By Matt Hisrich
When did our local police departments start looking like an invasion force? The question arises after seeing the war-like scenes emerging out of the chaos in Ferguson, Mo. The answer, it seems, is that the transition has been no accident. It is instead the direct result of federal policy and agreeable officials in local government. Wayne County is no exception.
As Taylor Wofford wrote recently in Newsweek, “Faced with a bloated military and what it perceived as a worsening drug crisis, the 101st Congress in 1990 enacted the National Defense Authorization Act. Section 1208 of the NDAA allowed the Secretary of Defense to ‘transfer to Federal and State agencies personal property of the Department of Defense, including small arms and ammunition, that the Secretary determines is — (A) suitable for use by such agencies in counter-drug activities; and (B) excess to the needs of the Department of Defense.’ It was called the 1208 Program. In 1996, Congress replaced Section 1208 with Section 1033.”
The purchase of military goods by local law enforcement officials has, not surprisingly, led to the increasing militarization of the local police. The New York Times reports that “Since President Obama took office, the Pentagon has transferred to police departments tens of thousands of machine guns; nearly 200,000 ammunition magazines; thousands of pieces of camouflage and night-vision equipment; and hundreds of silencers, armored cars and aircraft.”
The Times submitted a Freedom of Information Request to the Pentagon and received back a complete listing of all transfers made to local agencies, and has since made this database available online (http://www.nytimes.com/2014/08/20/upshot/data-on-transfer-of-military-gear-to-police-departments.html). A review of the records indicates that since 2006 state or local law enforcement agencies located in Wayne County have spent a total of $456,469.42 to obtain the following: 37, 5.56 millimeter rifles (M16 style assault rifles); 13, 7.62 millimeter rifles (M14 style sniper rifles); 2, .45 caliber automatic pistols; 5, M998 or M998A1 Humvee utility trucks; 1 full-tracked M113A2 armored personnel carrier (or tank); and 1 trailer-mounted diesel engine generator set.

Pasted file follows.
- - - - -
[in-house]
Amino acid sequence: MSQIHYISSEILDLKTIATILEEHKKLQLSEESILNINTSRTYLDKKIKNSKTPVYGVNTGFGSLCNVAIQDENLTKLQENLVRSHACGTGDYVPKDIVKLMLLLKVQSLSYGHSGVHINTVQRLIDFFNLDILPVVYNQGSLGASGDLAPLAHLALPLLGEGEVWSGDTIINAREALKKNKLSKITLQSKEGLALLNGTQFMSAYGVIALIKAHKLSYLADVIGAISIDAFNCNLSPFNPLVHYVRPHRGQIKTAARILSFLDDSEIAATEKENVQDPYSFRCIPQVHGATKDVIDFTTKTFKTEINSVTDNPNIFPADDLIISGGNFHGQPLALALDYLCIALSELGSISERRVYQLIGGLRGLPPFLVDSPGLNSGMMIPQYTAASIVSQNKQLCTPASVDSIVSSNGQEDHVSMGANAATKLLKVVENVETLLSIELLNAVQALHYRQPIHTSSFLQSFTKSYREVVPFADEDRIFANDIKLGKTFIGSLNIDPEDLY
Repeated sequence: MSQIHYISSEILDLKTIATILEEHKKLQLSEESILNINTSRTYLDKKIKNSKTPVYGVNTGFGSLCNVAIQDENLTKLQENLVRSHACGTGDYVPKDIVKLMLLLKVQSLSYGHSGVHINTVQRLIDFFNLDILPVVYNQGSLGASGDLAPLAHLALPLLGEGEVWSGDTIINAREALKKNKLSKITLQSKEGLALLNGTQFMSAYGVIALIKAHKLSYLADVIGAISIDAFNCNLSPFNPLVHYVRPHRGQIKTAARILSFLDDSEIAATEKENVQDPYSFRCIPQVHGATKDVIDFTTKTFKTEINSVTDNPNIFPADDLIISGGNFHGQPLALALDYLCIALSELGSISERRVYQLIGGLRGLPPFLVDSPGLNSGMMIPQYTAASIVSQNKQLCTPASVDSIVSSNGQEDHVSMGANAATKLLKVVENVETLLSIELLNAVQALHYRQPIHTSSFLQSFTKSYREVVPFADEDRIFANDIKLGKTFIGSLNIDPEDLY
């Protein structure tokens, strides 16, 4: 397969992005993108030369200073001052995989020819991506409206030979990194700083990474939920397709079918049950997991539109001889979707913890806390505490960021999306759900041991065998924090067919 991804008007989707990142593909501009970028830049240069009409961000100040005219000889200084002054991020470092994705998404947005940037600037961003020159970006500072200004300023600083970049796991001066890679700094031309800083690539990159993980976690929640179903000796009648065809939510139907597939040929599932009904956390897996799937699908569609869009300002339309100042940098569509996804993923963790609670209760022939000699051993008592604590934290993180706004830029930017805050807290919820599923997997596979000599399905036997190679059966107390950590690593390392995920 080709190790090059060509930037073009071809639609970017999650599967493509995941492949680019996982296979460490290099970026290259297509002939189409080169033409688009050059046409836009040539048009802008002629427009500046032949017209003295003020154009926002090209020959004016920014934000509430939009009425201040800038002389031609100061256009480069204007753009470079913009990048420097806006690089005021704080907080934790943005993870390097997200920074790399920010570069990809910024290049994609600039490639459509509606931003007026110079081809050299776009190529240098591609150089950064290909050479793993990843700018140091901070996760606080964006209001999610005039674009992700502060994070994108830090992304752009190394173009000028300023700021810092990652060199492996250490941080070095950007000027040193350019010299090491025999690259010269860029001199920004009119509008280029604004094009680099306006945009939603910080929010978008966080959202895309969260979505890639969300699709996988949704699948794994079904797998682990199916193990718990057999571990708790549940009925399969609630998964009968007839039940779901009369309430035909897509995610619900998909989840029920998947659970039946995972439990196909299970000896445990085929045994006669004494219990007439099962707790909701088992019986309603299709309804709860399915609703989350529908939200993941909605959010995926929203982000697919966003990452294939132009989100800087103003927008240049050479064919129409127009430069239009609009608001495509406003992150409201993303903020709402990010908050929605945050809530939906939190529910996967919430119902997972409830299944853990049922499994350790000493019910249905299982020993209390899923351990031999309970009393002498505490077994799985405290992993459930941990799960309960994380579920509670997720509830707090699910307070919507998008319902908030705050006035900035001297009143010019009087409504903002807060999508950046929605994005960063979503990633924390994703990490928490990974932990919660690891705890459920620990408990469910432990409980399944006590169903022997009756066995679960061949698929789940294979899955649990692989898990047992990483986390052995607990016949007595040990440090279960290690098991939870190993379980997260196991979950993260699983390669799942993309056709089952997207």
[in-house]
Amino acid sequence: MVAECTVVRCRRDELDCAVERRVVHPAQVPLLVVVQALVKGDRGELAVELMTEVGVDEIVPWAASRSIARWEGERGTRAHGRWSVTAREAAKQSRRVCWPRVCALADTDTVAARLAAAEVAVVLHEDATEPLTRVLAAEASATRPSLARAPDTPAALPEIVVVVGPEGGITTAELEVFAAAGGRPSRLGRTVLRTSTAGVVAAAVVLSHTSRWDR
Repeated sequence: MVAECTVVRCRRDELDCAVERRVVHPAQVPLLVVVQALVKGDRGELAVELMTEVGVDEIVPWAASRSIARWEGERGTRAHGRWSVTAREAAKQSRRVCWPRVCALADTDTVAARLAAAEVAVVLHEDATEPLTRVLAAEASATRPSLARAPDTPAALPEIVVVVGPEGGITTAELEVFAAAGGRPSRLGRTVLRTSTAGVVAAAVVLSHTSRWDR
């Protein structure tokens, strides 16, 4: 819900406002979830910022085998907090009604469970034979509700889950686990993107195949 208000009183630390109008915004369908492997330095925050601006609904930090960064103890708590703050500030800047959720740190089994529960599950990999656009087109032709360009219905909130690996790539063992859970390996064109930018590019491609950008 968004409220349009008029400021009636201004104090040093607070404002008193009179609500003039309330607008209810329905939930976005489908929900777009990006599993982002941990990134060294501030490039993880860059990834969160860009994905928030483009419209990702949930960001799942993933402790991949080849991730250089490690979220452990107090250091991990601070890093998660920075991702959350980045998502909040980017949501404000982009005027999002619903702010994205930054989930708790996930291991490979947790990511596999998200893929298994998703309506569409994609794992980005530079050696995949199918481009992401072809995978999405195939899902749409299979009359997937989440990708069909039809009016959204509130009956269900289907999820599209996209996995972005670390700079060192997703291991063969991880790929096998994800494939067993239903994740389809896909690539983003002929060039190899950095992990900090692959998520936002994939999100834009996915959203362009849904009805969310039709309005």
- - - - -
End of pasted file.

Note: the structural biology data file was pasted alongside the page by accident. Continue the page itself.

Other counties have certainly purchased more exotic items, but concerned citizens in Wayne County should have more information about the nature and intended use of these items for state and local law enforcement. It is also reasonable to ask the question of whether continued participation in this federal program is in the best interest of our community.
Rep. Hank Johnson, D-Ga., is one of those in Congress asking just that question at the national level. He plans to introduce the “Stop Militarizing Law Enforcement Act.” As he wrote in an op-ed with Michael Shank in USA Today, “Americans should therefore be concerned, unless they want their main streets patrolled in ways that mirror a war zone.”
Wayne County residents have reason to be concerned. We deserve honest answers from local officials about exactly what measures are in place to check the excesses this program seems to invite.
Matt Hisrich is a Richmond resident and adjunct scholar with the Indiana Policy Review (http://inpolicy.org/). He can be reached at email@example.com.